In writing the essay as a letter to her daughters, Kendrick owns that she is a feminist who cares deeply about her faith and her family. She is seeking new and more opportunities for women to serve in the Mormon church, while maintaining a deep, lived appreciation for the spaces she currently inhabits. She holds her Mormon sisters in high regard and values her engagement with them.
Kendrick presents the essay in three sections. First, the research and relationships that informed her position on the issues at hand. Second, her affinity and affection for people who courageously express their hearts even when their ideas are unpopular. (I'd include Kendrick in this group.) Third, her belief that the ordination of women in the Mormon church won't come about until more women really want it.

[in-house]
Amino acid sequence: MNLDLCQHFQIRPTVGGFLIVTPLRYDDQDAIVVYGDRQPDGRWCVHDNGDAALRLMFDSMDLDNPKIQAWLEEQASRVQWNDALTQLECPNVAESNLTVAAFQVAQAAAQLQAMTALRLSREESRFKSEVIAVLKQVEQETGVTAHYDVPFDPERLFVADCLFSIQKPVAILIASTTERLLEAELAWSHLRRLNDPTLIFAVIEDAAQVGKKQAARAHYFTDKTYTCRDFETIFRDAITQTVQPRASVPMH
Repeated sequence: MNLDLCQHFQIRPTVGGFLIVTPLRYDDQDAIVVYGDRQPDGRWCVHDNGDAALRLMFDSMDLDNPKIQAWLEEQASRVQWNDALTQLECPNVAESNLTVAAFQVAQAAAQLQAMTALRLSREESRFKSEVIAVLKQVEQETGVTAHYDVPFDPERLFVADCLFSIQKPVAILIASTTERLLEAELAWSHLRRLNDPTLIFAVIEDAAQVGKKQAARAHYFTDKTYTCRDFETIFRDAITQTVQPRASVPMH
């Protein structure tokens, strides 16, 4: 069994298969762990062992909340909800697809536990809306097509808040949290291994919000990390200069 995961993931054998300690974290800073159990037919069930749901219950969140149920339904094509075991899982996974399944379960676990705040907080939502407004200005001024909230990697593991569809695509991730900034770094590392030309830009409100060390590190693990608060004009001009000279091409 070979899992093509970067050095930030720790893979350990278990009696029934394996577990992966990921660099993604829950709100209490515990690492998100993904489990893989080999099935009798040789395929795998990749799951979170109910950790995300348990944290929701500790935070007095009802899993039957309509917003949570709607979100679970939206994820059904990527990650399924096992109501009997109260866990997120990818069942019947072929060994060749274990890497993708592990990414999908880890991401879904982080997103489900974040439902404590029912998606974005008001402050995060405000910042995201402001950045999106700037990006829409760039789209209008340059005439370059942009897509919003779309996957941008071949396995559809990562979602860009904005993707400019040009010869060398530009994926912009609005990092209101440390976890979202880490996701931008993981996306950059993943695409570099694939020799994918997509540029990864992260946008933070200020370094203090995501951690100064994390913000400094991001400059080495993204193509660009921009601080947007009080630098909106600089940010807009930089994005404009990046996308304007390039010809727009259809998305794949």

My favorite part of the essay comes near the end. Kendrick shares her conviction that there is "no scriptural or doctrinal declaration" proving that God does not want women to be ordained. She continues affirming the call to bring before God what is on our hearts. "Ask, knock, ponder, pray, have faith, have hope." Finally, she compares God to a loving parent who gives their children what their hearts desire, when it is "inherently good and safe."
I love this essay because it is brave and heartfelt. I love it because Kendrick writes it to her daughters about who she is today and the vision she has for their future. I love it because it resonates with my own heart's desire for more opportunities for leadership and inclusion of women's perspective and experiences in the Evangelical Christian church of my youth. I love it because it illustrates Kendrick's commitment to stay in the church she loves, simultaneous to her work for something more for that church. It's a commitment that I couldn't make and I'm impressed and humbled by her example.